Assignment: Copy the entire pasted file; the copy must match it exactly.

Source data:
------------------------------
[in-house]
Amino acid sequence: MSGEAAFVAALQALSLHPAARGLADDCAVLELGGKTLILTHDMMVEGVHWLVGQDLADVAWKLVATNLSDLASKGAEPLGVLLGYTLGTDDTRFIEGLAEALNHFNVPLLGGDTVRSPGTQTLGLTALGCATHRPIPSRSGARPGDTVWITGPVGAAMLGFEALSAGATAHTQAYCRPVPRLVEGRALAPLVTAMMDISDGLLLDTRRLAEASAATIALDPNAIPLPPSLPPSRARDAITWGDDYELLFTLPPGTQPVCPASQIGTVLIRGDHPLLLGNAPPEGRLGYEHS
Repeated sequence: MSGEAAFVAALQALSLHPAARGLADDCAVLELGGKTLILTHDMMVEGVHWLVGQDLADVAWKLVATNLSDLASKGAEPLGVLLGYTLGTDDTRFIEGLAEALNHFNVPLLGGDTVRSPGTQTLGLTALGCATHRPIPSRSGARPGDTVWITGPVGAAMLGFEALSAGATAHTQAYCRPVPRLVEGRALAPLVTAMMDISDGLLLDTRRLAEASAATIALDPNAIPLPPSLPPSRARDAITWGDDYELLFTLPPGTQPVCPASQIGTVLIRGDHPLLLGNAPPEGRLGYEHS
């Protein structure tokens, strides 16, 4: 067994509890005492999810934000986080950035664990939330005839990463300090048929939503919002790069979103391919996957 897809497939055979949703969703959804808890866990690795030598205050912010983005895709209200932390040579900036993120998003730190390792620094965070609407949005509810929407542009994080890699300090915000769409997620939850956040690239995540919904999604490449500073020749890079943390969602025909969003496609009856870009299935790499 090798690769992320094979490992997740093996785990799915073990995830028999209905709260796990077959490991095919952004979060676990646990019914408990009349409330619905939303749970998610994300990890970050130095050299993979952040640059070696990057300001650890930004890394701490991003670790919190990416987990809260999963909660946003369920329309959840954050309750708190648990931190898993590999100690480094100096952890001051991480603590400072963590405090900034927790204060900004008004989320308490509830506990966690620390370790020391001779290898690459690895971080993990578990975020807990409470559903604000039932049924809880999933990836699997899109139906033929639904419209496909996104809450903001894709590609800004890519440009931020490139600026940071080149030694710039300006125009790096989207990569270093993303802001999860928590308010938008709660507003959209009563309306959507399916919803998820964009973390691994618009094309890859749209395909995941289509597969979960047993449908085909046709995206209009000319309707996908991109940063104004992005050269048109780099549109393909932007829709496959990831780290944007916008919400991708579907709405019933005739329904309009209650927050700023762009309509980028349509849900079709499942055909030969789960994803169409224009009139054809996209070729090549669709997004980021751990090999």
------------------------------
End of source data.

[in-house]
Amino acid sequence: MSGEAAFVAALQALSLHPAARGLADDCAVLELGGKTLILTHDMMVEGVHWLVGQDLADVAWKLVATNLSDLASKGAEPLGVLLGYTLGTDDTRFIEGLAEALNHFNVPLLGGDTVRSPGTQTLGLTALGCATHRPIPSRSGARPGDTVWITGPVGAAMLGFEALSAGATAHTQAYCRPVPRLVEGRALAPLVTAMMDISDGLLLDTRRLAEASAATIALDPNAIPLPPSLPPSRARDAITWGDDYELLFTLPPGTQPVCPASQIGTVLIRGDHPLLLGNAPPEGRLGYEHS
Repeated sequence: MSGEAAFVAALQALSLHPAARGLADDCAVLELGGKTLILTHDMMVEGVHWLVGQDLADVAWKLVATNLSDLASKGAEPLGVLLGYTLGTDDTRFIEGLAEALNHFNVPLLGGDTVRSPGTQTLGLTALGCATHRPIPSRSGARPGDTVWITGPVGAAMLGFEALSAGATAHTQAYCRPVPRLVEGRALAPLVTAMMDISDGLLLDTRRLAEASAATIALDPNAIPLPPSLPPSRARDAITWGDDYELLFTLPPGTQPVCPASQIGTVLIRGDHPLLLGNAPPEGRLGYEHS
């Protein structure tokens, strides 16, 4: 067994509890005492999810934000986080950035664990939330005839990463300090048929939503919002790069979103391919996957 897809497939055979949703969703959804808890866990690795030598205050912010983005895709209200932390040579900036993120998003730190390792620094965070609407949005509810929407542009994080890699300090915000769409997620939850956040690239995540919904999604490449500073020749890079943390969602025909969003496609009856870009299935790499 090798690769992320094979490992997740093996785990799915073990995830028999209905709260796990077959490991095919952004979060676990646990019914408990009349409330619905939303749970998610994300990890970050130095050299993979952040640059070696990057300001650890930004890394701490991003670790919190990416987990809260999963909660946003369920329309959840954050309750708190648990931190898993590999100690480094100096952890001051991480603590400072963590405090900034927790204060900004008004989320308490509830506990966690620390370790020391001779290898690459690895971080993990578990975020807990409470559903604000039932049924809880999933990836699997899109139906033929639904419209496909996104809450903001894709590609800004890519440009931020490139600026940071080149030694710039300006125009790096989207990569270093993303802001999860928590308010938008709660507003959209009563309306959507399916919803998820964009973390691994618009094309890859749209395909995941289509597969979960047993449908085909046709995206209009000319309707996908991109940063104004992005050269048109780099549109393909932007829709496959990831780290944007916008919400991708579907709405019933005739329904309009209650927050700023762009309509980028349509849900079709499942055909030969789960994803169409224009009139054809996209070729090549669709997004980021751990090999």